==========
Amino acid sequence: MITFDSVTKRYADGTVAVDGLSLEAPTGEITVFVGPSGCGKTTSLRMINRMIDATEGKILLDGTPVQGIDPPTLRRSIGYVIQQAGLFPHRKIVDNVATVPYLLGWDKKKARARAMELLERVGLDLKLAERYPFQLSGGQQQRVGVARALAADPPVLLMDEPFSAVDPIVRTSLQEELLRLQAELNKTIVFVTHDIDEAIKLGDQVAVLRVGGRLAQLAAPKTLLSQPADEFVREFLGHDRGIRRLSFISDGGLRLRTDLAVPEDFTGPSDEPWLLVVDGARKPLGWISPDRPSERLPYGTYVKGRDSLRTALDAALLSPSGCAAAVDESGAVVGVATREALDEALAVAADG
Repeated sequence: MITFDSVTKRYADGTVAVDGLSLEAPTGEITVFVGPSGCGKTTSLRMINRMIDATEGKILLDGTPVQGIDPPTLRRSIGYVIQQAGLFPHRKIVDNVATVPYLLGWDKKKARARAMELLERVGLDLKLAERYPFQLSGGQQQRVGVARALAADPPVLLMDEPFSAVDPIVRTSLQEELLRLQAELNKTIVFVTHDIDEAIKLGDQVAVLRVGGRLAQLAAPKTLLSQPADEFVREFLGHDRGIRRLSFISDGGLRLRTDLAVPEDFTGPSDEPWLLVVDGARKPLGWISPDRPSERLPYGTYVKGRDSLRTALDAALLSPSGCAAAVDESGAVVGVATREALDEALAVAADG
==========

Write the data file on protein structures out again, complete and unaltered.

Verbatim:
Amino acid sequence: MITFDSVTKRYADGTVAVDGLSLEAPTGEITVFVGPSGCGKTTSLRMINRMIDATEGKILLDGTPVQGIDPPTLRRSIGYVIQQAGLFPHRKIVDNVATVPYLLGWDKKKARARAMELLERVGLDLKLAERYPFQLSGGQQQRVGVARALAADPPVLLMDEPFSAVDPIVRTSLQEELLRLQAELNKTIVFVTHDIDEAIKLGDQVAVLRVGGRLAQLAAPKTLLSQPADEFVREFLGHDRGIRRLSFISDGGLRLRTDLAVPEDFTGPSDEPWLLVVDGARKPLGWISPDRPSERLPYGTYVKGRDSLRTALDAALLSPSGCAAAVDESGAVVGVATREALDEALAVAADG
Repeated sequence: MITFDSVTKRYADGTVAVDGLSLEAPTGEITVFVGPSGCGKTTSLRMINRMIDATEGKILLDGTPVQGIDPPTLRRSIGYVIQQAGLFPHRKIVDNVATVPYLLGWDKKKARARAMELLERVGLDLKLAERYPFQLSGGQQQRVGVARALAADPPVLLMDEPFSAVDPIVRTSLQEELLRLQAELNKTIVFVTHDIDEAIKLGDQVAVLRVGGRLAQLAAPKTLLSQPADEFVREFLGHDRGIRRLSFISDGGLRLRTDLAVPEDFTGPSDEPWLLVVDGARKPLGWISPDRPSERLPYGTYVKGRDSLRTALDAALLSPSGCAAAVDESGAVVGVATREALDEALAVAADG